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Spam is one of the most serious problems plaguing Internet
users today. There’s nothing quite as frustrating as arriving at work each morning
to a mailbox full of unwanted ads. Sorry, there is one thing more frustrating…wasting
the next hour deleting those ads for drugs and refinancing and other junk you
don’t want or need.

Fortunately there is a cure for the spam blues. It’s called
SpamAssassin, and it’s possibly the best tool out there to combat spam. In this
guide we’ll show you how it works, and then how to install and configure it for
your server.


Editor’s Note
CNET Networks, the parent company of Builder.com, uses
SpamAsssassin for spam filtering.


How SpamAssassin works

SpamAssassin works by “scoring” each e-mail
message against a range of tests designed to identify if that message is spam
or not. A wide number of tests are provided, including checks to see if the
sender and recipient address are valid, if the message dates are valid, if the
body contains any of a list of forbidden words, if any of the sending servers
are blacklisted, and so on. Each test adds to a message’s overall spam score;
messages over a certain user-defined threshold are treated as spam and can be
either trashed or marked with a special spam header.

In addition to these tests, SpamAssassin comes with a Bayes
algorithm which “learns” to recognize new spam on the basis of old
spam messages. This makes it possible for the software to automatically adapt
and identify spam even in the absence of specific header or body tests. A white
list system makes it easy to list e-mail addresses that you know are valid;
messages from these senders are exempted from filtering and get routed directly
to your mailbox. In true open source spirit, it is possible to add your own
custom tests, or modify the scoring rules to your own specific requirements.

SpamAssassin comes in two main flavors: an on-demand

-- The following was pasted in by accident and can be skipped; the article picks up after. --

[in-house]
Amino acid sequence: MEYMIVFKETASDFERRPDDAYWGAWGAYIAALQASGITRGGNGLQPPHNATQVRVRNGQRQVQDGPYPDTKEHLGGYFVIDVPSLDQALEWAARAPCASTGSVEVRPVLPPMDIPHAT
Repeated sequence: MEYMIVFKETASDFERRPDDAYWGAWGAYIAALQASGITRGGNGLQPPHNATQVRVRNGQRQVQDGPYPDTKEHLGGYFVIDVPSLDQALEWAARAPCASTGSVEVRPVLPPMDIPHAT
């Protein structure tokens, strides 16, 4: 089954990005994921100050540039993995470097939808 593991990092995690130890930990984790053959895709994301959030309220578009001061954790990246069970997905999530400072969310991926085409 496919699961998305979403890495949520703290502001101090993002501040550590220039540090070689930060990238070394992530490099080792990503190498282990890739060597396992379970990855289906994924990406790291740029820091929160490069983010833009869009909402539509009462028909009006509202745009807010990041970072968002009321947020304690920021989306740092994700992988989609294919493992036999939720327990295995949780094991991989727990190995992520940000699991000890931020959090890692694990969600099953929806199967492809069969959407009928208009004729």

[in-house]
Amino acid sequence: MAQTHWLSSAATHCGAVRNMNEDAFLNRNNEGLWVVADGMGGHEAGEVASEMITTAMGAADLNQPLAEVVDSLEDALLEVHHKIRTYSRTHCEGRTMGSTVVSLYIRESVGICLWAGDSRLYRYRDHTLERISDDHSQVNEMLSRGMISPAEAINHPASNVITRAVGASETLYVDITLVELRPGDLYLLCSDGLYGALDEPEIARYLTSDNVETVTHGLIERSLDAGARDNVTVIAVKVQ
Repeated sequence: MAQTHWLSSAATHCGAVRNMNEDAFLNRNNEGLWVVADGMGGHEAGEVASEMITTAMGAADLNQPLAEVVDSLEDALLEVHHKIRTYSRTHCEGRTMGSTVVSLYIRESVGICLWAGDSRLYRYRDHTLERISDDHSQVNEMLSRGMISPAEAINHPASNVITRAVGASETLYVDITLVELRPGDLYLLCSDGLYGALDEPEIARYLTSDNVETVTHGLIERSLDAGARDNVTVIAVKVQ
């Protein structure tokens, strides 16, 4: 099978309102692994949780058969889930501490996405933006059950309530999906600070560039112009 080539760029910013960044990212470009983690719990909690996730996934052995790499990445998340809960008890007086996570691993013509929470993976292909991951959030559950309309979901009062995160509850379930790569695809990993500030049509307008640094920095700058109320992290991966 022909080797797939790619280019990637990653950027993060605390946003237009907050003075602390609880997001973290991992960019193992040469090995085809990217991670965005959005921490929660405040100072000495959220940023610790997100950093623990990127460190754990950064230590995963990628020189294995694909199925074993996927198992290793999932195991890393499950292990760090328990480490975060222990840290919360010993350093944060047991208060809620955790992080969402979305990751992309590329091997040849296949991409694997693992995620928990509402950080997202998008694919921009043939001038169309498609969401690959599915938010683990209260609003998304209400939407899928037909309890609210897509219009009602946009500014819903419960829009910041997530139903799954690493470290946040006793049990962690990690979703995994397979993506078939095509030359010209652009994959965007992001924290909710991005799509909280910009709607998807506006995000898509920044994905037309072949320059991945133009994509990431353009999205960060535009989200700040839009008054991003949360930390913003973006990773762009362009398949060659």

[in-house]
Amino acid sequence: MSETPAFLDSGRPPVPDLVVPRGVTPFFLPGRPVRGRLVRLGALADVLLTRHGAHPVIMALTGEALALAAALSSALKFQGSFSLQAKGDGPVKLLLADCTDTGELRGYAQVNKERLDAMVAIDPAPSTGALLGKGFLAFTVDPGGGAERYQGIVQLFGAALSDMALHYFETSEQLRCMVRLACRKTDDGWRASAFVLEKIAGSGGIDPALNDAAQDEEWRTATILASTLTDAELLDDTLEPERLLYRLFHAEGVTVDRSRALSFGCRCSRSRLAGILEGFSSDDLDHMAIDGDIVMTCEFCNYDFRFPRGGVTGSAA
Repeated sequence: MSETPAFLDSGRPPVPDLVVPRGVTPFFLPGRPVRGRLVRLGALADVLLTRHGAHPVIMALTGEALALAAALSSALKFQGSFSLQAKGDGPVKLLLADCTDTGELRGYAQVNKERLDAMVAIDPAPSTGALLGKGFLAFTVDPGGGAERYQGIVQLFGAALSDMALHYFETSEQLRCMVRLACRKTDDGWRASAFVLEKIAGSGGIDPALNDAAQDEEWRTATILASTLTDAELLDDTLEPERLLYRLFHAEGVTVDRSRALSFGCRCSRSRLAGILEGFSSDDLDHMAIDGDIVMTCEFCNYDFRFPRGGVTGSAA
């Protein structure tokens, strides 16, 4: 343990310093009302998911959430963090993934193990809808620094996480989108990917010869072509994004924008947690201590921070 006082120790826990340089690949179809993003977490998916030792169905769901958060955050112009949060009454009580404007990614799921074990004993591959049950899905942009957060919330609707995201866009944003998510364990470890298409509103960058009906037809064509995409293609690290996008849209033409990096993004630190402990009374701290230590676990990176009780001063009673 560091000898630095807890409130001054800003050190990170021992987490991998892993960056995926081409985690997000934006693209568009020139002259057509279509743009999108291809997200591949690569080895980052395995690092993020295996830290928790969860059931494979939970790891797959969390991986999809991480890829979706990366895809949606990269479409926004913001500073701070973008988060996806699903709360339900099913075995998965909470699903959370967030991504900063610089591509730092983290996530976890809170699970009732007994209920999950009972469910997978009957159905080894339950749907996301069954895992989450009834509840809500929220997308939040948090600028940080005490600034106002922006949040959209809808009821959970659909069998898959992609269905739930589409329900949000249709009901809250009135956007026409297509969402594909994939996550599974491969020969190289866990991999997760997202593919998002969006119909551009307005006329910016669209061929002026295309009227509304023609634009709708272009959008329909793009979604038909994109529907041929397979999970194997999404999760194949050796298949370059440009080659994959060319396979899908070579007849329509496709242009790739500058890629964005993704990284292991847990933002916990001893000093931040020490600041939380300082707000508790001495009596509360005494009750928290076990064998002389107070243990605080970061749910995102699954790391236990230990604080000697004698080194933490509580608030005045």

scanner, which can be invoked every time a message comes in, or a daemon which
continuously runs in memory and scans all messages. This article focuses on the
latter approach.

Now let’s get started by looking at how to install
SpamAssassin
.

Installing SpamAssassin

SpamAssassin is licensed under the GPL and its own Artistic
License (though it is in the process of moving to the Apache Software
Foundation, and future versions will be covered under the Apache Software
License
). You can download the UNIX versions
here
and Windows versions here. Detailed installation instructions are
provided in the download archive, but by far the simplest way to install it is
to use the CPAN shell:

shell> perl -MCPAN -e shell
cpan> install Mail::SpamAssassin

Note that SpamAssassin requires procmail and a relatively-recent version of
Perl to be installed on the system. A number of
other Perl module dependencies also exist, but if you use the CPAN shell, they
will usually be downloaded and installed automatically as well (the exception
is if for some odd reason your CPAN shell is set to ignore dependencies, then
you’ll have to install each manually).

Typically, SpamAssassin is installed to
“/usr/bin/spamassassin”, although you can specify another location as
well during the compilation phase if you like. If you’d like to completely
customize the SpamAssassin installation—say, if you’re installing it for a
specific user instead of the entire domain—you should consider downloading and
installing the package manually. Refer to the online documentation
for details.

Once installed, you can test SpamAssassin by using it to
scan two sample messages—one genuine and one spam—that ship with the
distribution:

$ /usr/bin/spamassassin -t < sample-spam.txt $ /usr/bin/spamassassin -t < sample-nonspam.txt

SpamAssassin will print a report for each message,
indicating whether or not it is spam. For messages marked as spam, it will also